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Bali’s architectural dilemma: Tradition vs progress

15 6 12
05.12.2018

TOURISM is the lifeblood of Indonesian island, Bali. While there are, of course, many local people living there, over 50 percent of their livelihoods are powered by the huge inflow of visitors that drive the island’s economy.

Each year proves to be a record setter for new arrivals with more than 6.5 million flocking to Bali’s shores this year. That’s up from 5.7 million the year before and 4.9 million in 2016.

And it’s showing no signs of slowing down with the Indonesian government targeting 20 million visitors in 2019; an anticipated 8 million of whom will be to Bali.

SEE ALSO: Southeast Asian districts popular for expat living

But it’s not all upside to this ever-growing crusade for tourist numbers. The influx of outsiders, and the development that inevitably comes with them, is posing a conundrum for this relatively small island that finds itself grappling between tradition and progress.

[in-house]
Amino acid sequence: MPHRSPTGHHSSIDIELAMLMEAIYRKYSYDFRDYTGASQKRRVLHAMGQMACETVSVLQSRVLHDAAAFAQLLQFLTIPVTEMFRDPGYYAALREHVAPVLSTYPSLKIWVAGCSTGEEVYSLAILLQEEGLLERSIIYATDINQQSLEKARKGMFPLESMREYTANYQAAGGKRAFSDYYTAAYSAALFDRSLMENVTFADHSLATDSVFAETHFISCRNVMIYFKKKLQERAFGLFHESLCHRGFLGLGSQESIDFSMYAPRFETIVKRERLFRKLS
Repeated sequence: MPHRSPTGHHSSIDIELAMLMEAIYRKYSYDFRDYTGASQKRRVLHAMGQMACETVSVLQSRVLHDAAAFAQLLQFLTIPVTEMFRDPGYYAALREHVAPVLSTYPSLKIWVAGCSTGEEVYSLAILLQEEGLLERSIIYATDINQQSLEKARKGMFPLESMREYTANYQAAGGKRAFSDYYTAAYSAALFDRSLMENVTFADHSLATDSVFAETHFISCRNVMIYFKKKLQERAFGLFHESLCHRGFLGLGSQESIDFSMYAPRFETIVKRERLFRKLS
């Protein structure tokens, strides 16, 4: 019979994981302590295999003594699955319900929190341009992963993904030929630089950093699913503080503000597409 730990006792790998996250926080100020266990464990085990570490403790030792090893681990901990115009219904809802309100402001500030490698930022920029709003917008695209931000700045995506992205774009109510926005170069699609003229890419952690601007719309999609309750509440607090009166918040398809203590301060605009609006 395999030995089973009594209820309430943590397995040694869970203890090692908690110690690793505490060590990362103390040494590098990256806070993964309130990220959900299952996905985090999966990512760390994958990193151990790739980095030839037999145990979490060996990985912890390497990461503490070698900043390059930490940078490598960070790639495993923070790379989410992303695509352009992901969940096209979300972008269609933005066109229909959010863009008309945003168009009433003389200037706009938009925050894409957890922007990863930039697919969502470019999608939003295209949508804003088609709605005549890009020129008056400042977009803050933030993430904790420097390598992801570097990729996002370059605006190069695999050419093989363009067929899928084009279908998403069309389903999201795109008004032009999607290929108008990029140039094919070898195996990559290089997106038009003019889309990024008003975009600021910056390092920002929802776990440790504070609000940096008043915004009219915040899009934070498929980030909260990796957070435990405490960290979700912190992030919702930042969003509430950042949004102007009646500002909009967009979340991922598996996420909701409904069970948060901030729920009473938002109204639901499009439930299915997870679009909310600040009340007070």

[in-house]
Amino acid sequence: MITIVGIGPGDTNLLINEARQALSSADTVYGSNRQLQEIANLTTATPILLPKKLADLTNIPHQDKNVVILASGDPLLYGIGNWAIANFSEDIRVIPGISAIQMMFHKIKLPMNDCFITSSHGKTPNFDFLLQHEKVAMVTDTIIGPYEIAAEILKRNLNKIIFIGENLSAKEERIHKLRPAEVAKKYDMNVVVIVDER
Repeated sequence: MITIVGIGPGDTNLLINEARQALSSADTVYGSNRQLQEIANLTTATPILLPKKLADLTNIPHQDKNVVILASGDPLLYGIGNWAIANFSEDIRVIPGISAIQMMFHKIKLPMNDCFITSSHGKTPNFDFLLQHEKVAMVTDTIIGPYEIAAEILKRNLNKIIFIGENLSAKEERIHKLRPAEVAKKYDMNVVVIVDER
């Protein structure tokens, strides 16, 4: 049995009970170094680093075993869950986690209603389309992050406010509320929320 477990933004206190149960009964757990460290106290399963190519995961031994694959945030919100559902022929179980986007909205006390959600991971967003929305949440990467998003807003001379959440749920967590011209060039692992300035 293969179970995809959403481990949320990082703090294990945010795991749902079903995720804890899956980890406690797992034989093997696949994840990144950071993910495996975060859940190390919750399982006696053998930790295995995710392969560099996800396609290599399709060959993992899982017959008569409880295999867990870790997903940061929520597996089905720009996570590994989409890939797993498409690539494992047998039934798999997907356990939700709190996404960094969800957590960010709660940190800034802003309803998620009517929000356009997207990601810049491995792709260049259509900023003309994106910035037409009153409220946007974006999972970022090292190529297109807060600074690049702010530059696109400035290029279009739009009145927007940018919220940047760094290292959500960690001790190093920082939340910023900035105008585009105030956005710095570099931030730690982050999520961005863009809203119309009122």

Bali culture

Bali has a very unique culture, different even from other parts of Muslim-majority Indonesia given its predominantly Hindu population, a religion that still holds significant influence in shaping the island.

Nicknamed the Island of the Gods, Bali is inextricably linked to spirituality and harmony, much of which is expressed through its art and design. Nowhere is this more obvious than in its distinct architecture.

Balinese architecture is one of the most recognisable tropical architectural styles, popular not just in Asia, but globally. It has a distinct flair for being in harmony........

© Asian Correspondent